Deep learning-based recommendation models are used pervasively and broadly, for example, to recommend movies, products, or other information most relevant to users, in order to enhance the user experience. Among various application domains which have received significant industry and academia research attention, such as image classification, object detection, language and speech translation, the performance of deep learning-based recommendation models is less well explored, even though recommendation tasks unarguably represent significant AI inference cycles at large-scale datacenter fleets. To advance the state of understanding and enable machine learning system development and optimization for the commerce domain, we aim to define an industry-relevant recommendation benchmark for the MLPerf Training andInference Suites. The paper synthesizes the desirable modeling strategies for personalized recommendation systems. We lay out desirable characteristics of recommendation model architectures and data sets. We then summarize the discussions and advice from the MLPerf Recommendation Advisory Board.
In academic research, recommender systems are often evaluated on benchmark datasets, without much consideration about the global timeline. Hence, we are unable to answer questions like: Do loyal users enjoy better recommendations than non-loyal users? Loyalty can be defined by the time period a user has been active in a recommender system, or by the number of historical interactions a user has. In this paper, we offer a comprehensive analysis of recommendation results along global timeline. We conduct experiments with five widely used models, i.e., BPR, NeuMF, LightGCN, SASRec and TiSASRec, on four benchmark datasets, i.e., MovieLens-25M, Yelp, Amazon-music, and Amazon-electronic. Our experiment results give an answer "No" to the above question. Users with many historical interactions suffer from relatively poorer recommendations. Users who stay with the system for a short time period enjoy better recommendations. Both findings are counter-intuitive. Interestingly, users who have recently interacted with the system, with respect to the time point of the test instance, enjoy better recommendations. The finding on recency applies to all users, regardless of users' loyalty. Our study offers a different perspective to understand recommender performance, and our findings could trigger a revisit of recommender model design.
Recommender systems provide essential web services by learning users' personal preferences from collected data. However, in many cases, systems also need to forget some training data. From the perspective of privacy, several privacy regulations have recently been proposed, requiring systems to eliminate any impact of the data whose owner requests to forget. From the perspective of utility, if a system's utility is damaged by some bad data, the system needs to forget these data to regain utility. From the perspective of usability, users can delete noise and incorrect entries so that a system can provide more useful recommendations. While unlearning is very important, it has not been well-considered in existing recommender systems. Although there are some researches have studied the problem of machine unlearning in the domains of image and text data, existing methods can not been directly applied to recommendation as they are unable to consider the collaborative information. In this paper, we propose RecEraser, a general and efficient machine unlearning framework tailored to recommendation task. The main idea of RecEraser is to partition the training set into multiple shards and train a constituent model for each shard. Specifically, to keep the collaborative information of the data, we first design three novel data partition algorithms to divide training data into balanced groups based on their similarity. Then, considering that different shard models do not uniformly contribute to the final prediction, we further propose an adaptive aggregation method to improve the global model utility. Experimental results on three public benchmarks show that RecEraser can not only achieve efficient unlearning, but also outperform the state-of-the-art unlearning methods in terms of model utility. The source code can be found at https://github.com/chenchongthu/Recommendation-Unlearning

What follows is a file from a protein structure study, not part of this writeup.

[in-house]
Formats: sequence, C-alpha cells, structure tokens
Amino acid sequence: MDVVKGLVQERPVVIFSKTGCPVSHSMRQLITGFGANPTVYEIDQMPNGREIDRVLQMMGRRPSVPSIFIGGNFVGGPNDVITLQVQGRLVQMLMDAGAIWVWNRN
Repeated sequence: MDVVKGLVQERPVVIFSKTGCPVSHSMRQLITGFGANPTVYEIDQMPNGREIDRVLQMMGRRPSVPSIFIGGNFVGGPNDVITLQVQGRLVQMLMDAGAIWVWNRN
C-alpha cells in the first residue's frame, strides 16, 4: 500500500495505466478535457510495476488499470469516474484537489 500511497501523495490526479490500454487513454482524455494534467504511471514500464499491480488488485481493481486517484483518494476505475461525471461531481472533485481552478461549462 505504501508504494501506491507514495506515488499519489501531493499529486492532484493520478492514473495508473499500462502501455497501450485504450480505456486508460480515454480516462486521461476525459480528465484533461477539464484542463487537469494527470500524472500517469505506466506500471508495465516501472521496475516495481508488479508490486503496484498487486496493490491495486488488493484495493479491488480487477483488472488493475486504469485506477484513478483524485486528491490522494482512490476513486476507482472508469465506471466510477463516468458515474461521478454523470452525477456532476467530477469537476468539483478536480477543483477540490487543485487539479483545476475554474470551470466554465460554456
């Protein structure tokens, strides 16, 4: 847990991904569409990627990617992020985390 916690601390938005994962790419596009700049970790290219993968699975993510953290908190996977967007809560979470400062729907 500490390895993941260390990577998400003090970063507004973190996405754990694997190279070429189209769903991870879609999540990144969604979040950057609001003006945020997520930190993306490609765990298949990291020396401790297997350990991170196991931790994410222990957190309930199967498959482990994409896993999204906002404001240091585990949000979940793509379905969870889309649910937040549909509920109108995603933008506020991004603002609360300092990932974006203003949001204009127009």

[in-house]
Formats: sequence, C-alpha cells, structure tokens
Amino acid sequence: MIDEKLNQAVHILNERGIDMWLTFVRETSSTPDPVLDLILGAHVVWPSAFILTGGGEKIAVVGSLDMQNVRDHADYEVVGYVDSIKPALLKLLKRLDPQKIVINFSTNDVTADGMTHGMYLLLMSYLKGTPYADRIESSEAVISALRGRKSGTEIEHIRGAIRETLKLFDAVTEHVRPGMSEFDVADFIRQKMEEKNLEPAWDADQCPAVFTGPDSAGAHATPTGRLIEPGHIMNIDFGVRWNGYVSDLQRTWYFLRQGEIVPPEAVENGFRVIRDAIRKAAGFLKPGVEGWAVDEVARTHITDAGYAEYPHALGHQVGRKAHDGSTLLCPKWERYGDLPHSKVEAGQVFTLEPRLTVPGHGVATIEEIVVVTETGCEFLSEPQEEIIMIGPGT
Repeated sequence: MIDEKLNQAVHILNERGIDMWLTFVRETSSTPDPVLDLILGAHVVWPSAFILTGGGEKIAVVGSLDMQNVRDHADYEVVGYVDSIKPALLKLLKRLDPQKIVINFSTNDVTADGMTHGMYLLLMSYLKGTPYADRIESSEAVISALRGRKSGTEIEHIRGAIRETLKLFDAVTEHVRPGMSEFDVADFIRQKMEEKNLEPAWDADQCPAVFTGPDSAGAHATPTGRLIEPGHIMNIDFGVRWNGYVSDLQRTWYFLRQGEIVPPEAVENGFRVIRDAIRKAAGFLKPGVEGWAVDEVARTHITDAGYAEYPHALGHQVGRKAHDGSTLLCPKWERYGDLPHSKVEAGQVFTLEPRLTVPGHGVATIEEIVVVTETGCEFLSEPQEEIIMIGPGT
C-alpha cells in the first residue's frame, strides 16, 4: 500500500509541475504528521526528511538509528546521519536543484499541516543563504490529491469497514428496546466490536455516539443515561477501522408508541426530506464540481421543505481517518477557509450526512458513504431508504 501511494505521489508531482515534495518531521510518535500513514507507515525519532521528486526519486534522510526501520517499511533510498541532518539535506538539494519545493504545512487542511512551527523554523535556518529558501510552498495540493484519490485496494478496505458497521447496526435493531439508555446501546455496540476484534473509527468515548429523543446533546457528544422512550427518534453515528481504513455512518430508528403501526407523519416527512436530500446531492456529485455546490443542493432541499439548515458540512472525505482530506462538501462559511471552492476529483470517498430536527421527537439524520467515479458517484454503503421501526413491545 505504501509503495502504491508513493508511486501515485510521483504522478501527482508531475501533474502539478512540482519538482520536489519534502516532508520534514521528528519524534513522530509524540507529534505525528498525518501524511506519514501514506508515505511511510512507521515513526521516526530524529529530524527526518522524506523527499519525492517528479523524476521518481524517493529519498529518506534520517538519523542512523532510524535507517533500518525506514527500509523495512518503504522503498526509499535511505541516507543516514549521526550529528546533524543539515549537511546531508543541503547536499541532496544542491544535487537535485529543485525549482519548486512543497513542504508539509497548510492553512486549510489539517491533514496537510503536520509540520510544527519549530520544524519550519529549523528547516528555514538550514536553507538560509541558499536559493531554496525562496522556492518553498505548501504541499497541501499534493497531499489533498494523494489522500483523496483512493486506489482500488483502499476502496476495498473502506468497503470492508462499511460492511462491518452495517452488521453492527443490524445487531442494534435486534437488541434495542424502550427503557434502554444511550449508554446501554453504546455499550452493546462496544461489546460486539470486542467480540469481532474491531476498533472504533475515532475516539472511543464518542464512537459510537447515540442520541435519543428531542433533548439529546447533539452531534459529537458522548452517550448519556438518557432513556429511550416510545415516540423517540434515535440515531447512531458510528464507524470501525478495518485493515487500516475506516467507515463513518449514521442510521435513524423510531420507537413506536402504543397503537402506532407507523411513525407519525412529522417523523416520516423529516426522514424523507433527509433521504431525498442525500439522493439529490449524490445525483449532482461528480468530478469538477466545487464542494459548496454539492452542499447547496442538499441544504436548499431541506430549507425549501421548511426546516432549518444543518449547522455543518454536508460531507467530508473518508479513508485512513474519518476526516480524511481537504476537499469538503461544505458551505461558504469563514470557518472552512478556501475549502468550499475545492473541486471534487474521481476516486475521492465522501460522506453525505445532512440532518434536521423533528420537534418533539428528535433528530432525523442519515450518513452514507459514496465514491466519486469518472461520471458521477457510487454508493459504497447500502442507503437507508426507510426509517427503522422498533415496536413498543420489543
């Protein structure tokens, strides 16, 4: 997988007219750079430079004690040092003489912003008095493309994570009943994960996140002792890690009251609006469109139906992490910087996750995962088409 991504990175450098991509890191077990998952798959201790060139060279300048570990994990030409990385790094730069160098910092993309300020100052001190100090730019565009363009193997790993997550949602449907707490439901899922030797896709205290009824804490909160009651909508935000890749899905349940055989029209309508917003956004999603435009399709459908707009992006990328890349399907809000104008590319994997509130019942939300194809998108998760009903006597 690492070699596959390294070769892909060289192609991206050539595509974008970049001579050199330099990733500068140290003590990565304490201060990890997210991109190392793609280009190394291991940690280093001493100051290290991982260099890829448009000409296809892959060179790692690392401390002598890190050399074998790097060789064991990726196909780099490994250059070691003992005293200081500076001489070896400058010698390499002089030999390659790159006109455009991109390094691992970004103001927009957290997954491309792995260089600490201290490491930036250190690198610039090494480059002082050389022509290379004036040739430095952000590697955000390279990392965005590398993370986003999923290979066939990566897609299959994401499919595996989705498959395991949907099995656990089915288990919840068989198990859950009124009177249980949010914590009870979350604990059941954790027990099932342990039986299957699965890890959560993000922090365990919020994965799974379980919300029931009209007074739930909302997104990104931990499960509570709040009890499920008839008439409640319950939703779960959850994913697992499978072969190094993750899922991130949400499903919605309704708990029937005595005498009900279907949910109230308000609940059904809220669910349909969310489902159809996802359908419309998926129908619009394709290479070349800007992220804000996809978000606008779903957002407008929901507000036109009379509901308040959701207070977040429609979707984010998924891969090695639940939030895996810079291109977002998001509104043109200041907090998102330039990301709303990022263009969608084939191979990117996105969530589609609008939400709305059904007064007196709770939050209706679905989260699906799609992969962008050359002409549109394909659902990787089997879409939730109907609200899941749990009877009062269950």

Explaining to users why some items are recommended is critical, as it helps users to make better decisions, increase their satisfaction, and gain their trust in recommender systems (RS). However, existing explainable RS usually consider explanations as side outputs of the recommendation model, which has two problems: (1) it is difficult to evaluate the produced explanations because they are usually model-dependent, and (2) as a result, the possible impacts of those explanations are less investigated. To address the evaluation problem, we propose learning to explain for explainable recommendation. The basic idea is to train a model that selects explanations from a collection as a ranking-oriented task. A great challenge, however, is that the sparsity issue in the user-item-explanation data would be severer than that in traditional user-item relation data, since not every user-item pair can associate with multiple explanations. To mitigate this issue, we propose to perform two sets of matrix factorization by considering the ternary relationship as two groups of binary relationships. To further investigate the impacts of explanations, we extend the traditional item ranking of recommendation to an item-explanation joint-ranking formalization. We study if purposely selecting explanations could achieve certain learning goals, e.g., in this paper, improving the recommendation performance. Experiments on three large datasets verify our solution's effectiveness on both item recommendation and explanation ranking. In addition, our user-item-explanation datasets open up new ways of modeling and evaluating recommendation explanations. To facilitate the development of explainable RS, we will make our datasets and code publicly available.